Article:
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Alan Dershowitz Is ‘Thinking of Suing CNN’ for Allegedly ‘Doctoring’ Video of His Impeachment Arguments


Harvard Law professor emeritus Alan Dershowitz on Tuesday said he was “thinking of suing CNN for doctoring a video” of his January argument to President Donald Trump’s benefit during impeachment trial in the Senate.

“CNN repeatedly claimed and continues to claim through its reporters and talking heads — that during the impeachment trial I had told senators, in the words of Paul Begala, that presidents are ‘immune from every criminal act, so long as they could plausibly claim they did it to boost their re-election effort,’” Dershowitz wrote in a Newsmax op-ed published Tuesday. “CNN turned my statement on its head, wrenched a few words out of context while omitting other crucial words, and lied to its viewers. It was as if I had said, ‘Now let me tell you what I don’t believe: I don’t believe that a president can commit any crime as long as he thinks it will help his re-election. I don’t believe that for a moment.'”

During Trump’s impeachment trial for abuse of power and obstruction of Congress – which CNN aired live – Dershowitz controversially argued for a fundamentally expansive view of executive power that would have cleared the president of any wrongdoing. Trump was accused of withholding military aid to Ukraine in exchange for the Ukrainian president opening politically advantageous investigations into his political opponents – which many said constituted an abusive quid pro quo (this for that exchange).

“The only thing that would make a quid pro quo unlawful is if the ‘quo’ were in someway illegal,” Dershowitz argued before the Senate, saying there were “three possible motives” a political figure could have for their conduct: a motive in the public interest, a motive in his own political interest, and a motive in his own financial interest.

Focusing on the “public interest” motive, Dershowitz said: “Every public official that I know believes that his election is in the public interest – and mostly you’re right – your election is in the public interest. And if a president does something which he believes will help him get elected — in the public interest — that cannot be the kind of quid pro quo that results in impeachment.”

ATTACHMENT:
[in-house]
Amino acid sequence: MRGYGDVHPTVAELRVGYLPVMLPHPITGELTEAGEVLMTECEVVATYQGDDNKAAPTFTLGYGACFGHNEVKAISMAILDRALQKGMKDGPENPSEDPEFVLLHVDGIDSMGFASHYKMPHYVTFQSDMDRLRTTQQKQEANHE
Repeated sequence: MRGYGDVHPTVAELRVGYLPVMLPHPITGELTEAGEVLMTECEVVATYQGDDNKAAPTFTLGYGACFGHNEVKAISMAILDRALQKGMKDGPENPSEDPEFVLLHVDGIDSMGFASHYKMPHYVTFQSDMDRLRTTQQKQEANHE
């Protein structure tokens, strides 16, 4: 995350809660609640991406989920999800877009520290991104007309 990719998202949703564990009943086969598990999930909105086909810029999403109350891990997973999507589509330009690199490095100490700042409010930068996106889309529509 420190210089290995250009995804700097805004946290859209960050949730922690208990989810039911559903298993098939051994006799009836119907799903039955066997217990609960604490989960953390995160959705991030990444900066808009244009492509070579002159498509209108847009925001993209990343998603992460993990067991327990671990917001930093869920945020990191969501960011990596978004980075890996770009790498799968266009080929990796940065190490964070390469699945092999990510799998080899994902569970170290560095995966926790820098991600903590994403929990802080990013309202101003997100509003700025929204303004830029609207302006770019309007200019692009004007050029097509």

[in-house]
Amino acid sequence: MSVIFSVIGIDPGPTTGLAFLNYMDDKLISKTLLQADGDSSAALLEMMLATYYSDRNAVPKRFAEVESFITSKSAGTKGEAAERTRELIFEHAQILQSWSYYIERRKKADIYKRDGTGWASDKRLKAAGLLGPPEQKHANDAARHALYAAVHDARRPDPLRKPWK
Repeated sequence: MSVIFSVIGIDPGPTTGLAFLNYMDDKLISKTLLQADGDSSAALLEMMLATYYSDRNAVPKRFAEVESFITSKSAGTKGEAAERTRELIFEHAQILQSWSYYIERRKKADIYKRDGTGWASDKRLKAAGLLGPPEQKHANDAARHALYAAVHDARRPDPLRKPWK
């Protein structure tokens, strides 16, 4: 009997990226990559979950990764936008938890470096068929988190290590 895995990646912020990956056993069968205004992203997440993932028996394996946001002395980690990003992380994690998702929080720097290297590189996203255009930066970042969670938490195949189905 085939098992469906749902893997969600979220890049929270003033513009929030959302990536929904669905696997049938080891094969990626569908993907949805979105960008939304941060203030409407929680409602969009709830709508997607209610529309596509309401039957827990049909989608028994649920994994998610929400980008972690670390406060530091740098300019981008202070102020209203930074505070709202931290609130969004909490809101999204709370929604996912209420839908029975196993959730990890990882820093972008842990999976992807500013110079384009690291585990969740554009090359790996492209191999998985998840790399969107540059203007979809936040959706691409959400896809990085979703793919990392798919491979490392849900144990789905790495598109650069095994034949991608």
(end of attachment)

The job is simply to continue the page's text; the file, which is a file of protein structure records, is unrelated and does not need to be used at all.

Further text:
In his op-ed, Dershowitz claimed he was “reliably advised that the brass at CNN made a deliberate, calculated decision to edit the video by omitting what I said before and after the words they quoted, for the explicit purpose of misleading their viewers,” calling it “the functional equivalent of doctoring the recording.”

“They knew exactly what they were doing and they did it with a corrupt motive and malice afterthought. I challenge them to deny it. They won’t, because they know I can prove it,” the criminal defense attorney wrote.

Dershowitz also said “several people at the network” told him he was banned from the network for his criticism of its coverage.

In an email to Law&Crime, Dershowitz said he still had not made a decision as to whether he would file the lawsuit.

“My decision will turn on what I believe is best for the First Amendment and encouraging truthful reporting,” he wrote. “CNN has deliberately abused both. They are aware that they doctored the truth and have still not corrected the record.”

[image via Senate Television via Getty Images]

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Jerry Lambe is a journalist at Law&Crime. He is a graduate of Georgetown University and New York Law School and previously worked in financial securities compliance and Civil Rights employment law.